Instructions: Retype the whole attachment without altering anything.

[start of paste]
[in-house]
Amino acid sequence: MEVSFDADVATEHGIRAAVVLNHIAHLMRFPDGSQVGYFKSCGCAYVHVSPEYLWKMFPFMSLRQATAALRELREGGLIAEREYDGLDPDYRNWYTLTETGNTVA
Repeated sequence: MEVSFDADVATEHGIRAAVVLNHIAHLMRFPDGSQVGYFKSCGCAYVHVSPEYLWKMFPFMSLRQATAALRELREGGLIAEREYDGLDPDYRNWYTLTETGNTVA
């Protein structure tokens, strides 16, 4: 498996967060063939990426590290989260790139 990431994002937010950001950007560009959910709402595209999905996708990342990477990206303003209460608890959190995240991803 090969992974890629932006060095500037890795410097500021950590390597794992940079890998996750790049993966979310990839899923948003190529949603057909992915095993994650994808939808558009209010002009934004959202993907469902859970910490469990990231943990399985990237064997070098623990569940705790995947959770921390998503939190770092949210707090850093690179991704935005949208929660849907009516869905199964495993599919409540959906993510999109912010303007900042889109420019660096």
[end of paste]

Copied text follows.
[in-house]
Amino acid sequence: MEVSFDADVATEHGIRAAVVLNHIAHLMRFPDGSQVGYFKSCGCAYVHVSPEYLWKMFPFMSLRQATAALRELREGGLIAEREYDGLDPDYRNWYTLTETGNTVA
Repeated sequence: MEVSFDADVATEHGIRAAVVLNHIAHLMRFPDGSQVGYFKSCGCAYVHVSPEYLWKMFPFMSLRQATAALRELREGGLIAEREYDGLDPDYRNWYTLTETGNTVA
């Protein structure tokens, strides 16, 4: 498996967060063939990426590290989260790139 990431994002937010950001950007560009959910709402595209999905996708990342990477990206303003209460608890959190995240991803 090969992974890629932006060095500037890795410097500021950590390597794992940079890998996750790049993966979310990839899923948003190529949603057909992915095993994650994808939808558009209010002009934004959202993907469902859970910490469990990231943990399985990237064997070098623990569940705790995947959770921390998503939190770092949210707090850093690179991704935005949208929660849907009516869905199964495993599919409540959906993510999109912010303007900042889109420019660096």